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Biden is right to spend big for Covid-19 relief. But who's going to pay for it?

Opinion by Jeffrey D. Sachs |

February 16, 2021

Editor's Note: Jeffrey Sachs is a professor and director of the Center for Sustainable Development at Columbia University and president of the United Nations Sustainable Development Solutions Network. His most recent book is "The Ages of Globalization" (Columbia University Press, 2020). The opinions expressed in this commentary are those of the author; view more opinion on CNN

The Path to Recovery, a new CNN Opinion series by Jeffrey Sachs, aims to help readers understand the nation's economic crisis that has been building for decades and the role that the federal government should play in solving it.

(CNN) - President Joe Biden has made a powerful case for his $1.9 trillion rescue package and has promised to follow it up with a longer-term recovery plan.

The spending is both necessary and affordable, yet there is a crucial question: how should the US pay for it?

The Biden recovery plan covers three important needs. It spends $400 billion to fund the fight against the pandemic, through immunizations, an expanded public health workforce, and other means. It allocates around $1 trillion in payments to working-class families, many of whom have been hit hard by the pandemic. And it adds around $440 billion to help fund the states and cities that can't turn to bond markets to fund their deficits and small businesses that lack access to market capital.

This is a solid package of measures and should be approved quickly. Yet, the price tag is sizable -- $1.9 trillion amounts to around 8.7% of the 2021 GDP, according to Congressional Budget Office (CBO) projections. This is affordable but is still quite large compared to existing government revenues. Indeed, this single package amounts to 54% of the $3.5 trillion that the CBO expects the federal government to collect in revenues in 2021.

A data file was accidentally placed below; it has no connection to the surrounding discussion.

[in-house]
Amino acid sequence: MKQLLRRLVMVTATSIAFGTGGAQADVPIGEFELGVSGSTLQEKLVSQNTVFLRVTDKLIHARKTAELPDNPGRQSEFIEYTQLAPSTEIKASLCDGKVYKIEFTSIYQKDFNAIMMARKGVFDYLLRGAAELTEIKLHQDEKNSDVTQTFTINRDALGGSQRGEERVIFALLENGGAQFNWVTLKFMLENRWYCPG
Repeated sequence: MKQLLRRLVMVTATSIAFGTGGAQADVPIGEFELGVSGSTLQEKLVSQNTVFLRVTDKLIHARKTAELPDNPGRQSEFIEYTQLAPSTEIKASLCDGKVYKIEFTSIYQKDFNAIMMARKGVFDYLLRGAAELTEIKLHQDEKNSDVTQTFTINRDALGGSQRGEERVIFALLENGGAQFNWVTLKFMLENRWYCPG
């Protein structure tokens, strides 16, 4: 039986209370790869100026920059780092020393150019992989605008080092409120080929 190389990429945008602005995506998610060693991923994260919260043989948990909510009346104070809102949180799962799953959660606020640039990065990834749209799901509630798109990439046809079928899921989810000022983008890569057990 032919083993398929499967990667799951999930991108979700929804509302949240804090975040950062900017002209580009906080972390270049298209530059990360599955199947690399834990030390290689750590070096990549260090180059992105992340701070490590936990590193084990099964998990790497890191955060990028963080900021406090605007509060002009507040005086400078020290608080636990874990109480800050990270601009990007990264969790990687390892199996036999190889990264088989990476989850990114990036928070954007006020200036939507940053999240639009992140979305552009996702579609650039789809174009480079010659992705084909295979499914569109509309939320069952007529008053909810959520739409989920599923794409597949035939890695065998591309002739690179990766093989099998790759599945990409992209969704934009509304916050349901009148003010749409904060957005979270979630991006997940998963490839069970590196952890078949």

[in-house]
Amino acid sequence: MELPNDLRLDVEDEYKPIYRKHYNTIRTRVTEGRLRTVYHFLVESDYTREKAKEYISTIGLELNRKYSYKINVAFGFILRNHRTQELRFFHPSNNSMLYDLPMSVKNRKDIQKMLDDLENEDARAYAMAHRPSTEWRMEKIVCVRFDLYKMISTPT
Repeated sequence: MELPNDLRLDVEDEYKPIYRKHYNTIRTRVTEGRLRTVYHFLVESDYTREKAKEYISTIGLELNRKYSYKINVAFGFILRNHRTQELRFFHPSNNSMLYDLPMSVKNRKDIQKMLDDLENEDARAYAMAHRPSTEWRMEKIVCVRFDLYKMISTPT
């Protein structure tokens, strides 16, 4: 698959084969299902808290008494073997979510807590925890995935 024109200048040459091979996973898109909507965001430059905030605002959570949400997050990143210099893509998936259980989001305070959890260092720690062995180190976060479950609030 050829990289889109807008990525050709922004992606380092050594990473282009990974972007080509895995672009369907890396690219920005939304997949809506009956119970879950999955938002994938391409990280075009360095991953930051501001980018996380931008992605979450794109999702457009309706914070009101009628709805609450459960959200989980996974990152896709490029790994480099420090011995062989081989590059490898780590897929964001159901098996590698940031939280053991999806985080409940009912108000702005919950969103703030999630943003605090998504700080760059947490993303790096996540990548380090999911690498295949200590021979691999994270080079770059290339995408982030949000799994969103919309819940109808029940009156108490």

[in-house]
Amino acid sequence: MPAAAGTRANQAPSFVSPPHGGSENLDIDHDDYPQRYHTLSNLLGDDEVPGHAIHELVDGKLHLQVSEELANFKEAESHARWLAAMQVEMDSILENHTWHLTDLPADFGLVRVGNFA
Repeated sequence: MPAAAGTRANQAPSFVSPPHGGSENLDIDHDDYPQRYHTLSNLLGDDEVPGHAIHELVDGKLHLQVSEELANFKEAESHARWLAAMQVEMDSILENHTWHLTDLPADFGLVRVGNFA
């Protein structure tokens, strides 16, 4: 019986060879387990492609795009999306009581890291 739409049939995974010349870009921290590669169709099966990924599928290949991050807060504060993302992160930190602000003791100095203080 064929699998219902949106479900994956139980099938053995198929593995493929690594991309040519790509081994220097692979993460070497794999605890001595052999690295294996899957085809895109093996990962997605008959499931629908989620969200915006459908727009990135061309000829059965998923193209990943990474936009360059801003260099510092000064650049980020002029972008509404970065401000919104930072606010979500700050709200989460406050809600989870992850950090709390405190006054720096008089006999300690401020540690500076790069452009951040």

Let's remember, too, that this rescue package is only part of our increased spending to cover urgent needs arising from the pandemic.

The longer-term needs are also enormous. For decades now, the US has not properly invested in education, skills, infrastructure, digital services, renewable energy and a host of other needs. For this reason, Biden proposed $2 trillion in accelerated spending on infrastructure.

So, how should such a big bill, amounting to several trillion dollars, be paid for? There are basically three ways. The first is for the federal government to borrow to cover this spending. The second is for the Federal Reserve to print more money. And the third is to raise taxes, especially on the rich and the corporate sector, and also on public "bads" like pollution. In the end, all three ways will likely be used.

The argument for borrowing by the federal government is straightforward: interest rates are historically low, so the interest charges on the public debt are relatively minimal. The public debt at the end of 2020 stood at 100.1% of GDP, the highest ratio since the end of World War II.

Yet, CBO expects that the cost of paying for the debt in 2021 will be only 1.5% of GDP, since the average annual interest rate on the debt is only 1.5%. The government should borrow long term (30 years) to lock in the low rates.

It makes sense for the federal government to borrow at such low-interest rates. Yet there will be limits to government borrowing as interest rates rise in the future. Just as today's low rates were not predicted by forecasters, the future path of interest rates is hard to predict, too. Higher interest rates could come sooner than expected as borrowers around the world increase their investments to take advantage of the favorable borrowing conditions.